But we stay on a spot and wait for time to drag us forward. Time does not replace effort in development. It is effort that gives value to time and the utilisation of time without corresponding effort, as it has been in Nigeria, is the exact definition of indolence; sloth which is calibrated in moral circles as one of the seven cardinal sins of man.

It is therefore safe to say we are a sinful people because we have rejected the imaginative power to enhance the endowments of God upon us. We are defined by the moment without consideration for tomorrow and so we can eat all of our tomorrow today. If the average age of the current crop of political players is put at 50, it means none will be tenable, in absolute terms, in another 50 years at the most. But Nigeria shall not cease to exist in another 50 years or 100 years. This at once exposes the stupidity of building the future of an entire country around a concentric circle of political predators, buccaneers, dealers parading as patriotic leaders and who do not want to let go.

These people shall expire but Nigeria shall continue. Their expiration will not mean the end of time. That is the way the universe is designed. It functions outside the whims of its components including man and a great deal of the catastrophe, social and natural, that attends the operation of the universe is actually caused by man’s attempt to reverse universal laws.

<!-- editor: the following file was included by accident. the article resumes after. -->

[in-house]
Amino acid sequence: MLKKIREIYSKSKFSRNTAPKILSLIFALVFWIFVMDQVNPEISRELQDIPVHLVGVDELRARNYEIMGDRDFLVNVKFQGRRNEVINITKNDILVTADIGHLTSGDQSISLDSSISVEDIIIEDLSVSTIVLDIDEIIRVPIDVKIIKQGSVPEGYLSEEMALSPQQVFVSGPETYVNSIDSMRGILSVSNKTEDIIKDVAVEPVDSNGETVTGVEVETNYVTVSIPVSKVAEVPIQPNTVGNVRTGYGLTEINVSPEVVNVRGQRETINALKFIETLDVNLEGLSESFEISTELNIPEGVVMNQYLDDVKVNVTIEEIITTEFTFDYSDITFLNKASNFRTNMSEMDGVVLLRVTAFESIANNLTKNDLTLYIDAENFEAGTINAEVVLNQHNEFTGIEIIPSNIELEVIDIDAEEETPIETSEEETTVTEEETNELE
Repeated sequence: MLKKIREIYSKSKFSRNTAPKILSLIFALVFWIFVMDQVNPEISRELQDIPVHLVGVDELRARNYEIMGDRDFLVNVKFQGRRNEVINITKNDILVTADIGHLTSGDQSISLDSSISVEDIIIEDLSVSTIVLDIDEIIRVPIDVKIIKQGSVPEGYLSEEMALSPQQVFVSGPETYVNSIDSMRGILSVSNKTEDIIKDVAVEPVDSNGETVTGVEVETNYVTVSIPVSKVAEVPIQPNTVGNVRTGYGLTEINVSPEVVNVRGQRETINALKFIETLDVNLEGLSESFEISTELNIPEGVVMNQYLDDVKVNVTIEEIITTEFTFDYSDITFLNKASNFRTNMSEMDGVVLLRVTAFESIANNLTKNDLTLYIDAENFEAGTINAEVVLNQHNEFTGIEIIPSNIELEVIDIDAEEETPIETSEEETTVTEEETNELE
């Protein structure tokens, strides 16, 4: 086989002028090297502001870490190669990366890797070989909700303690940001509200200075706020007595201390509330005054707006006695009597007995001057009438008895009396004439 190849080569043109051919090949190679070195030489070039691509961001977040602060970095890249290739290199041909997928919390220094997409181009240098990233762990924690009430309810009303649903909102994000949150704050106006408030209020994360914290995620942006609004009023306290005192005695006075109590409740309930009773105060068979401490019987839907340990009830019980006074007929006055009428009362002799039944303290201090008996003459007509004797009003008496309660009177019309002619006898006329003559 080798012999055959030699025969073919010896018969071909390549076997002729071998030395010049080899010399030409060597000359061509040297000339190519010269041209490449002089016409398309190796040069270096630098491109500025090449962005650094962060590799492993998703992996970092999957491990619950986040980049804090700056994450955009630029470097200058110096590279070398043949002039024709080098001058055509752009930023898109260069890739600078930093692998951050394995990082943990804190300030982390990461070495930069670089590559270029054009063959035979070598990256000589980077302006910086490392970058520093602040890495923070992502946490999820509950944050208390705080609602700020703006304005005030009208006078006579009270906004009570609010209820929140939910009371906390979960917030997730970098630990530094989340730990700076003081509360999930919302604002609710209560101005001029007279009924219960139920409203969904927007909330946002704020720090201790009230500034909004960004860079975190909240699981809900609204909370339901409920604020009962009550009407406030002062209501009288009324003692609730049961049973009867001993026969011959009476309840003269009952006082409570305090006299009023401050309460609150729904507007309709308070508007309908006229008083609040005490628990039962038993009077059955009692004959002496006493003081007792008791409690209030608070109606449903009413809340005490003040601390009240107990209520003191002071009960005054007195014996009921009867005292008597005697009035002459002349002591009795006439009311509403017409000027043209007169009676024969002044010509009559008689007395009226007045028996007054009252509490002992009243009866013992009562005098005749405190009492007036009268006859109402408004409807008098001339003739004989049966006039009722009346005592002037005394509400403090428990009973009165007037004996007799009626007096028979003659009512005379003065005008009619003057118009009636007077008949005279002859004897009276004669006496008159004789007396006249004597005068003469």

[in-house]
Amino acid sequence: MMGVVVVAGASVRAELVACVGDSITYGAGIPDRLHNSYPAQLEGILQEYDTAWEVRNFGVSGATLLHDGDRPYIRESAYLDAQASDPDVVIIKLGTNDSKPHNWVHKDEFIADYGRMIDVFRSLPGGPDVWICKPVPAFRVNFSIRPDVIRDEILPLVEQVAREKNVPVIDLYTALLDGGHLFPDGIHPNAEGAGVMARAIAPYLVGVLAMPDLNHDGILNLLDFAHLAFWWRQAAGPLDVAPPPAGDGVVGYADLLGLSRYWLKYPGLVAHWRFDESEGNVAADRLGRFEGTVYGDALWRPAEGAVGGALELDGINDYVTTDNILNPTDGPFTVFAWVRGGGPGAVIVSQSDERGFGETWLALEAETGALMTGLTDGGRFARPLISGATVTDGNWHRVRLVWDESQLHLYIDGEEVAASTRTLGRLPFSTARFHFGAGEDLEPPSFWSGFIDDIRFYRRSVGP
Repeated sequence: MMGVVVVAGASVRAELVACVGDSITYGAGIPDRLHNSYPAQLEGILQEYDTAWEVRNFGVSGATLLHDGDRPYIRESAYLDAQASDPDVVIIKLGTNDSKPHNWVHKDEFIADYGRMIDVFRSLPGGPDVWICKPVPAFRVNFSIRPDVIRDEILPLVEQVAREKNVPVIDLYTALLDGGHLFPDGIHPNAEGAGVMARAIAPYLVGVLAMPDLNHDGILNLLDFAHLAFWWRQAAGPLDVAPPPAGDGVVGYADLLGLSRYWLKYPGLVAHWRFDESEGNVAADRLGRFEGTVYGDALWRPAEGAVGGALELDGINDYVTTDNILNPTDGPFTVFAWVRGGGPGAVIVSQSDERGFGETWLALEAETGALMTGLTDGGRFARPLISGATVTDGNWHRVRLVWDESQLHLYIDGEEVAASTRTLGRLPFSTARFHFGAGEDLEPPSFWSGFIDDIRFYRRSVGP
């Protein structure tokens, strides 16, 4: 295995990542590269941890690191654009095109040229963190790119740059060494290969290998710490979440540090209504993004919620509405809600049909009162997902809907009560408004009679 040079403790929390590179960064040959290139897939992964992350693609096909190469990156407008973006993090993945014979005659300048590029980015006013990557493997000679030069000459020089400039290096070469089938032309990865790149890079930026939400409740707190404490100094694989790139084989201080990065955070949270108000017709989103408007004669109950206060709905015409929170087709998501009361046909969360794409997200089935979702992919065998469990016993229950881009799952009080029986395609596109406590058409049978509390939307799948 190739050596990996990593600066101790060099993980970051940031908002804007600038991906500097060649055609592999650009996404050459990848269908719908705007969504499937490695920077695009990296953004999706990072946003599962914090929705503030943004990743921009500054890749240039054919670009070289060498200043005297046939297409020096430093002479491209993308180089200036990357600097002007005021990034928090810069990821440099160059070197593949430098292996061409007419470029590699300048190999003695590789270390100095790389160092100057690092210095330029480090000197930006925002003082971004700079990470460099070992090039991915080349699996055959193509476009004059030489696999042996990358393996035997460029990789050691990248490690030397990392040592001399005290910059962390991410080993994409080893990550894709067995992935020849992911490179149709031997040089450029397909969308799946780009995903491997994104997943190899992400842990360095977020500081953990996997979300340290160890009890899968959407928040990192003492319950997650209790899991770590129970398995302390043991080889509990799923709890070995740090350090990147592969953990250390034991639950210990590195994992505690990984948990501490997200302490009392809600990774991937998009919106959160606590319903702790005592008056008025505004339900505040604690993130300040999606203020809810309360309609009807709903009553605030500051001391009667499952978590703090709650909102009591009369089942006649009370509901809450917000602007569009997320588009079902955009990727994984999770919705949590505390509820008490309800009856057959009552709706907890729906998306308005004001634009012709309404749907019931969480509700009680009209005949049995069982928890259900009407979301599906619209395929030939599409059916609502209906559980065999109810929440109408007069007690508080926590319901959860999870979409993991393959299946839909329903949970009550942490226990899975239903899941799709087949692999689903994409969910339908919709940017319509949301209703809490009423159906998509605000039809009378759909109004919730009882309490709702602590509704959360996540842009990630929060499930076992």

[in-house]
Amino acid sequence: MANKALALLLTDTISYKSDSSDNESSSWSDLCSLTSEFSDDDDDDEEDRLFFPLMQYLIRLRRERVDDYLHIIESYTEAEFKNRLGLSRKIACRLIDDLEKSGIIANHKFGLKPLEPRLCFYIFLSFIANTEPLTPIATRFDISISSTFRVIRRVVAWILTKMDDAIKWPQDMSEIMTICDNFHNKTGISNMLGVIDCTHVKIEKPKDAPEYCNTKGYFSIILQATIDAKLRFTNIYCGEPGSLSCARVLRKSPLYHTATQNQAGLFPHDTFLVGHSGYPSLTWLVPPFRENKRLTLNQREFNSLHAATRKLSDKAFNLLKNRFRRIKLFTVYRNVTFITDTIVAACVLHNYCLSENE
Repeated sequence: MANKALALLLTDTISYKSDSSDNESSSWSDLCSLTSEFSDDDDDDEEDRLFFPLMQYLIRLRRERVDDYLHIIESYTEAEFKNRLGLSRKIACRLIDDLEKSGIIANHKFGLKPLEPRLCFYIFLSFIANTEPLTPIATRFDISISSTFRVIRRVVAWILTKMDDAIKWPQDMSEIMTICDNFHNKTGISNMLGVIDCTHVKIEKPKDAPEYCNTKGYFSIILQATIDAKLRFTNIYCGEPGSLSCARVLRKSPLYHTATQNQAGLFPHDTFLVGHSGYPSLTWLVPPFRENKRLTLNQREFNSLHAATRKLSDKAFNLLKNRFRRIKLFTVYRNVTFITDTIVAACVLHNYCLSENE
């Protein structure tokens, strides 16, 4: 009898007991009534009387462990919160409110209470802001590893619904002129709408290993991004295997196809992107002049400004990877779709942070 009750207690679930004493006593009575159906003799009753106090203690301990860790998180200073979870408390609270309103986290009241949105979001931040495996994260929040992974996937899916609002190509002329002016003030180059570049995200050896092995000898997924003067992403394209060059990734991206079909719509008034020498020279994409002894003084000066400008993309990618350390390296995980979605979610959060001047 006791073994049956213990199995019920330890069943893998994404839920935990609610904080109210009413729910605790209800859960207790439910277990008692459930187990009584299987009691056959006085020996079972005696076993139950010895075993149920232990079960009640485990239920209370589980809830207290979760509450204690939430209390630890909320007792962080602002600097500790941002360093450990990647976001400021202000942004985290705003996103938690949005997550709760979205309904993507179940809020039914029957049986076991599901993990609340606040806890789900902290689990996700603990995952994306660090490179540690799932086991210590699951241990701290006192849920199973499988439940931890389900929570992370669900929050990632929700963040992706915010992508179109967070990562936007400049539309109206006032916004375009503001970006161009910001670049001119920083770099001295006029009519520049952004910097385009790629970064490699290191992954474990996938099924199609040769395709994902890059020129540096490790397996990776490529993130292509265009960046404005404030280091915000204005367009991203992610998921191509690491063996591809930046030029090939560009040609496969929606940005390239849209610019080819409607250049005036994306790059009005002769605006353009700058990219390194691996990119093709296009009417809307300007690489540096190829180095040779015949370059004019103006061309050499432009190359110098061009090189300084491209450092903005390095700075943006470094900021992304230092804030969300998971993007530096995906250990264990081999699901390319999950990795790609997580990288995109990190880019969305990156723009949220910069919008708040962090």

Today, the central issue in the politics of Lagos State is the desire of one man called Ahmed Bola Tinubu to have things his way. Having remained on the ascendancy since 1999 when this democracy started, he feels he has attained enough to approximate the voice of God, which is often expressed through the voices of the people. He is saying until he is sufficiently appeased like sango, the Yoruba god of thunder, the road to the re-election of the incumbent Governor, Mr. Akinwumi Ambode adjudged by majority of the people as doing what he was elected to do, shall be very rough.

Such is the tragedy of the moment. Every instinct to put the nation and the people first is blunted as the personal appropriation of the national heritage continues with renewed intensity. The personal view point of leaders is much stronger and more forcefully expressed than the national view point. Whatever they cannot get for themselves is also not good for the nation despite evidence to the contrary. And so, after 58 years of so-called self-rule, we are still in a Nigeria where the barbarism of winning election at all costs attracts higher premium than the sacrifice to strengthen the institutions for nation building.

As a Christian, I am usually guided by the Bible, which says there is no profit in it for a man to gain the world but lose his soul. And I ask: how much profit is in it for Tinubu to win all the elections and lose democracy and even the country in the end? The Faustian deal can never be good deal by any description. With all its instant benefits, a transaction with the devil would appear marvellous in the short-run but it is always unable to swallow in the end.